Vol. 2  Issue  1-15 May 2007
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    Cultural Capitals of the Islamic World     A Proposal to the OIC
IOS Research Network

The European Union (or EC, as it was then known) approved a resolution on June 13, 1985 to designate every year a city in the continent as the Cultural Capital of Europe. The objective was to showcase the cultural, architectural, artistic and scientific heritage of particular cities and thereby to bring the citizens of the European Union closer together. The European Commission granted a subsidy to the selected city each year. The following provides a list of cities designated as Cultural Capitals of Europe from 1985 to 2006.

From 2007 onwards, two cities will share each year the status of Cultural Capitals of Europe. In the current year, Luxembourg and Sibiu (Romania) have been selected as Cultural Capitals. In 2010, Essen (Germany), Istanbul (Turkey) and Pecs (Hungary) will share this status.

The idea of Cultural Capitals of Europe has received an enthusiastic response from member countries of the EU. It has provided a great boost to international tourism which, in turn, has generated an enormous interest in local cultural traditions. The move has facilitated greater understanding among the citizens of the European Union about the cultural diversity of Europe as well as about its shared history and traditions.

Cities in the Islamic World

Islamic civilization has made a pioneering and highly significant contribution to urbanization and to the founding of towns and cities. In earlier times, towns and cities served as nerve centres of administration, transportation and communication and provided key networks of linkages and integration in the Islamic world. The efflorescence of Islamic civilization in respect of science and medicine, technology and engineering, trade and commerce, architecture, arts ad crafts, literature and scholarship took place in the context of cities.

In earlier times, cities such as Madina, Fez, Isfahan, Tashkent, Marrakesh, Samarqand, Delhi, Cordoba, Tabriz, Cairo, Istanbul, Lahore, Mashhad, Granada, Tripoli, Damascus, Baghdad, Shiraz, Bukhara, Saville, Xativa, Herat, Qayrawan, Basra and Sana’a were the envy of the world. Many of these cities have experienced decline and disintegration due to the vicissitudes of time. A few of them, such as Istanbul, Cairo, Tabriz and Isfahan, have retained some of their pristine glory.

Cultural Capitals of the Islamic World

In view of the great historical role and cultural significance of cities in the Islamic world, it will be fruitful to adopt the model of the European Union and to select each year a specific city as the Cultural Capital of the Islamic World. The move will serve several important purposes.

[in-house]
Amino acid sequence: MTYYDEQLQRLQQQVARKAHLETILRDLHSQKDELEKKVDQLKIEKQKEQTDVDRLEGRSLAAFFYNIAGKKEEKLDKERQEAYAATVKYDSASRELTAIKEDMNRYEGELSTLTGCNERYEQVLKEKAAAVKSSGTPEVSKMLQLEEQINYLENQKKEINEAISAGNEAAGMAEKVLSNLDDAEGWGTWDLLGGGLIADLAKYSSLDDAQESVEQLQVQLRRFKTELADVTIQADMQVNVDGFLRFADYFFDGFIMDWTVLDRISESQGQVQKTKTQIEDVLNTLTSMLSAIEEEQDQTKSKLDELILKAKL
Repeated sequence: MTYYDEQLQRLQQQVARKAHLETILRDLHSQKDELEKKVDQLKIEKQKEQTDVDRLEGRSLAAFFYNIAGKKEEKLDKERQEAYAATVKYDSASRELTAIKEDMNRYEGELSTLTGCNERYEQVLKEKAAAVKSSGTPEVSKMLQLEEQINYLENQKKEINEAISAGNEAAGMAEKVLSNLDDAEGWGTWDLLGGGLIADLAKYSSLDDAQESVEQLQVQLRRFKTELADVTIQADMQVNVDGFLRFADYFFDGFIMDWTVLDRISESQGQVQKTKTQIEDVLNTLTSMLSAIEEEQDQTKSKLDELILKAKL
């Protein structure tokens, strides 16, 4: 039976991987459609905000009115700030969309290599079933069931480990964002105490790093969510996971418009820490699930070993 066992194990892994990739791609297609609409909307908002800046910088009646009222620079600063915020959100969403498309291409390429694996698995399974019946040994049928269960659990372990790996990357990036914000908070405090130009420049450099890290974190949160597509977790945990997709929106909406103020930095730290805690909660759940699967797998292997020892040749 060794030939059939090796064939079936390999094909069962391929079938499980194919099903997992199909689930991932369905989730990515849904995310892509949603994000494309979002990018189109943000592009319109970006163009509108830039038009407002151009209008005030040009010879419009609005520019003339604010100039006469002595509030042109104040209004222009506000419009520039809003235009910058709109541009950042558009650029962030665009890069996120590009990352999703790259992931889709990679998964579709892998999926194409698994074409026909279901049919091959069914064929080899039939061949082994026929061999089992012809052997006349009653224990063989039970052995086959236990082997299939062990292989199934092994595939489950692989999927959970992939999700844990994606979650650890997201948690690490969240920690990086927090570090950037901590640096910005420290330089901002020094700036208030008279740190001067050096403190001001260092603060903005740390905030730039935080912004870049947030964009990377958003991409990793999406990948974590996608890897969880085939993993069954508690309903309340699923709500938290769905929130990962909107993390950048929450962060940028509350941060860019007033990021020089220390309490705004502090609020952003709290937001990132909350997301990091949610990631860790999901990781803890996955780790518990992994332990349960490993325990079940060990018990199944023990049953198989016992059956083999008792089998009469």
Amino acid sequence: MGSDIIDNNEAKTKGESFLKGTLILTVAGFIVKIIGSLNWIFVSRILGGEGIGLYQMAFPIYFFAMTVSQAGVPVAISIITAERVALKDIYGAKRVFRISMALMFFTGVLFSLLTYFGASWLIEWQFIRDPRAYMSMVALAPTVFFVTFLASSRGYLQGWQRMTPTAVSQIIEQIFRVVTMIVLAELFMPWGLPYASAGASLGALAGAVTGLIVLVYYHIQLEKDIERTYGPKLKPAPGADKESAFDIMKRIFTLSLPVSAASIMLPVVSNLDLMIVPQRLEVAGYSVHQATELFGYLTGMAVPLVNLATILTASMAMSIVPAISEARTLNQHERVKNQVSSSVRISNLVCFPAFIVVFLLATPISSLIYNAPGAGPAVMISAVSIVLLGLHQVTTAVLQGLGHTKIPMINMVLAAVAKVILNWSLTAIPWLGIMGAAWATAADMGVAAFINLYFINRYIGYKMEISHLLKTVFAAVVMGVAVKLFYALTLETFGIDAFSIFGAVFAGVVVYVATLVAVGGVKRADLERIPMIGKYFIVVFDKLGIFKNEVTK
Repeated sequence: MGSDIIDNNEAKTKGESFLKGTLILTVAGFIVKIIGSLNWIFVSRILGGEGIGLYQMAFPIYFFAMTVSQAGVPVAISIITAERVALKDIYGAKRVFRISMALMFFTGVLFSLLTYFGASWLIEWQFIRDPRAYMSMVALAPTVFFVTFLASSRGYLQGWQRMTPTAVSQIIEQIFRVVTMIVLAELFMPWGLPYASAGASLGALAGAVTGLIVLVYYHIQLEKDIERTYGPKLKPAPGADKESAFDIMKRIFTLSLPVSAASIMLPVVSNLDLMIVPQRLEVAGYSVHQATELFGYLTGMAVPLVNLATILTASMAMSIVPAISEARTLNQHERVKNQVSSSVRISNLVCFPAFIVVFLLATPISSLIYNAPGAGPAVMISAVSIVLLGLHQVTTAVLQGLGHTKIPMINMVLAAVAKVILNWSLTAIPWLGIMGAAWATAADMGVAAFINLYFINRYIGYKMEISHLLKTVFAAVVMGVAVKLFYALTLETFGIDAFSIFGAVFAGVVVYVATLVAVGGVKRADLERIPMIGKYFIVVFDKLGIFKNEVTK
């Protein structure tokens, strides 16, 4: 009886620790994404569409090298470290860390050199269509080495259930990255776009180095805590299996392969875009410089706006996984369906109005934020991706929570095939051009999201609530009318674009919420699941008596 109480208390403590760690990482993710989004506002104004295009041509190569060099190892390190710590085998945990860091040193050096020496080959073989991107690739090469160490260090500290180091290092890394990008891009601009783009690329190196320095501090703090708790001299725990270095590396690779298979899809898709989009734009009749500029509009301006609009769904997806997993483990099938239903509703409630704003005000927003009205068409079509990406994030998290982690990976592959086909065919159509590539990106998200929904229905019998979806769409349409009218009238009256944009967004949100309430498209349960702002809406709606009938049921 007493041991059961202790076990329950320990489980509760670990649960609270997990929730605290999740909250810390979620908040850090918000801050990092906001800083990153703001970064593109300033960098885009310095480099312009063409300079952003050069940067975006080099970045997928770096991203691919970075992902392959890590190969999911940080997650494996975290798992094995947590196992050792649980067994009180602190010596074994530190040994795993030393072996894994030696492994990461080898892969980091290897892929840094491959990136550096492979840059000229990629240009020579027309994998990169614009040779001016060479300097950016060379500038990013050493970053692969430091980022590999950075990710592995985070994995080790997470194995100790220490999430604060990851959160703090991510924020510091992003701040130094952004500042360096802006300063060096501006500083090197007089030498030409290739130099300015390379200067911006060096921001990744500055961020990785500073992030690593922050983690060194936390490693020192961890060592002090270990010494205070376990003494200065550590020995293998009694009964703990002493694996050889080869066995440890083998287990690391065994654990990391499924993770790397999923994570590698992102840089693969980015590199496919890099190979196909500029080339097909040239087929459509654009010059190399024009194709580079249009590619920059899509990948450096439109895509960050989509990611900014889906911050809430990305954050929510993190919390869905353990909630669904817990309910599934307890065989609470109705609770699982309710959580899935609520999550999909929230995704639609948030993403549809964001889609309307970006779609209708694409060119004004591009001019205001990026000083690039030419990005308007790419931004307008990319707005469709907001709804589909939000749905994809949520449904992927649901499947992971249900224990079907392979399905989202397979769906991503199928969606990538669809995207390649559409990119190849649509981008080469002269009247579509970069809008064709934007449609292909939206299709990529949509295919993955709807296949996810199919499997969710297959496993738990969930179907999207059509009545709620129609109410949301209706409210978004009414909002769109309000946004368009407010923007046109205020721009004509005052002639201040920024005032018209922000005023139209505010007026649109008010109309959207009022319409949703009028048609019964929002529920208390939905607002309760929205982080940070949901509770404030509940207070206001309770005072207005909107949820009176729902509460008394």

• It will showcase and highlight the city’s cultural, architectural, artistic, scientific and religious heritage. Furthermore, it will bring out the fascinating interface between diversity and unity in Islamic civilization.
  • It will stimulate international tourism which, in turn, will boost the region’s economy. It will also build bridges of understanding and goodwill between Muslims and others.
  • It will help in projecting a positive image of Islamic civilization and of Muslims. It will also highlight the role of Islamic civilization in the enrichment of human civilization.
  • It will help focus attention on the preservation of the city’s heritage and on cultural policy. Furthermore, it will stimulate the revival of traditional arts and crafts. It may also pave the way for the creation of an Islamic Heritage Fund aimed at the preservation and restoration of the cultural and architectural heritage of the Islamic world.

It will be in the fitness of things if the Organization of Islamic Conference takes the initiative in this direction. A beginning may be made by holding an exhibition, along the lines of the hugely popular World of Islam Festival, on Cultural Capitals of the Islamic World in one of the famed cities of the Muslim world. The OIC may also join hands with the European Union in 2010 when Istanbul will be one of the Cultural Capitals of Europe. The support and cooperation of Unesco, museums in Europe and North America and the media can be solicited for this purpose.

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